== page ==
List of entries |  Feedback 
ENCYCLOPEDIA OF BRITAIN
 
  More than 5000 entries on the history, culture and life of Britain (published in 1993 by Macmillan, now out of print)

 
More than 5000 entries on the history, culture and life of Britain (published in 1993 by Macmillan, now out of print)
Huxley

English family of great distinction in science and literature. T.H. Huxley (Thomas Henry Huxley, 1825–95) first established himself with his studies of surface life in tropical seas, carried out as a sideline when he was in southeast Asia as naval surgeon on HMS Rattlesnake. He became the chief champion of the evolutionary theories of Charles *Darwin, fighting for the cause with such persistence that he became known as Darwin's bulldog. In his later years he campaigned against what he considered the untenable claims of religion, coining the excellent word 'agnostic' (from the Greek for 'unknowing') for the viewpoint that neither the existence nor the non-existence of God can be known on any rational basis.
 






His son Leonard (1860–1933) was a biographer and was himself father of three distinguished sons. Julian (1887–1975, kt 1958) was a zoologist who did pioneer work in the scientific study of animal behaviour and, like his grandfather, made evolution a speciality; he was an excellent popularizer of science, and was known to a wide public during World War II as a member of the *Brains Trust; in 1946 he became the first director-general of UNESCO. Andrew (b. 1917, kt 1974) is a physiologist specializing in the study of nerve impulses and muscle contraction; he shared a Nobel prize with others in this field in 1963, and is a member of the Order of *Merit.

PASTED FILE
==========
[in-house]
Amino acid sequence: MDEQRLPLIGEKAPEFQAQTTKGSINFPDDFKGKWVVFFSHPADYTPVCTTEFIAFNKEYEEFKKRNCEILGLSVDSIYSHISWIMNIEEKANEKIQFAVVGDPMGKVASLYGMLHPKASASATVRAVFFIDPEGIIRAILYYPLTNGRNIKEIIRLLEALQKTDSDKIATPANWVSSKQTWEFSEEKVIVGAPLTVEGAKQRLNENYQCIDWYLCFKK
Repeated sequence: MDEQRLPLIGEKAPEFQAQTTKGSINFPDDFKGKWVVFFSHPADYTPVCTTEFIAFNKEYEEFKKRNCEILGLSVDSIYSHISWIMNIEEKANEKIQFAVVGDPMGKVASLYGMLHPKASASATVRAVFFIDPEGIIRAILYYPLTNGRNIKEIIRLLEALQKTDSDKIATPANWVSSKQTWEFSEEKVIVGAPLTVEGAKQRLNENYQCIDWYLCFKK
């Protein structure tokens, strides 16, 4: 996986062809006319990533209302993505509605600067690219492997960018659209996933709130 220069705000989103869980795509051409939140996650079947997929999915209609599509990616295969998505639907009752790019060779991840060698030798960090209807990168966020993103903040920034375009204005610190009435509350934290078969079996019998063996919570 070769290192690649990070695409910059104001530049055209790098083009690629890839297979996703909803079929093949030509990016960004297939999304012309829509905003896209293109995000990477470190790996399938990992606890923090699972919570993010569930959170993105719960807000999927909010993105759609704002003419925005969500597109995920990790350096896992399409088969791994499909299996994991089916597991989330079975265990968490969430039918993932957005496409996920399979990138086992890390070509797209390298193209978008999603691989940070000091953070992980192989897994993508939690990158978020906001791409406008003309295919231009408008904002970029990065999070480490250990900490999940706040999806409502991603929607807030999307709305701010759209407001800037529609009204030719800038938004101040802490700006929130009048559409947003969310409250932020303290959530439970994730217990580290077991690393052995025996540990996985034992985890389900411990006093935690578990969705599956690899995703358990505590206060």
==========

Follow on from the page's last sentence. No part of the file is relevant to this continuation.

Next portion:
Aldous (1894–1963), an author, mocked his contemporaries in a series of brilliant and cynical novels from Crome Yellow (1921) to Point Counter Point (1928). But his best-known work, *Brave New World (1928), was more savagely pessimistic. In later life he became a controversial early advocate of the liberating power of drugs – describing his experiments with mescalin and LSD in The Doors of Perception (1954) and Heaven and Hell (1956).

Andrew (b. 1917, kt 1974) is a physiologist specializing in the study of nerve impulses and muscle contraction; he shared a Nobel prize with others in this field in 1963, and is a member of the Order of *Merit.
 








A  B-BL  BO-BX  C-CH  CI-CX  D  E  F  G  H  IJK  L  M  NO  P  QR  S-SL  SM-SX  T  UV  WXYZ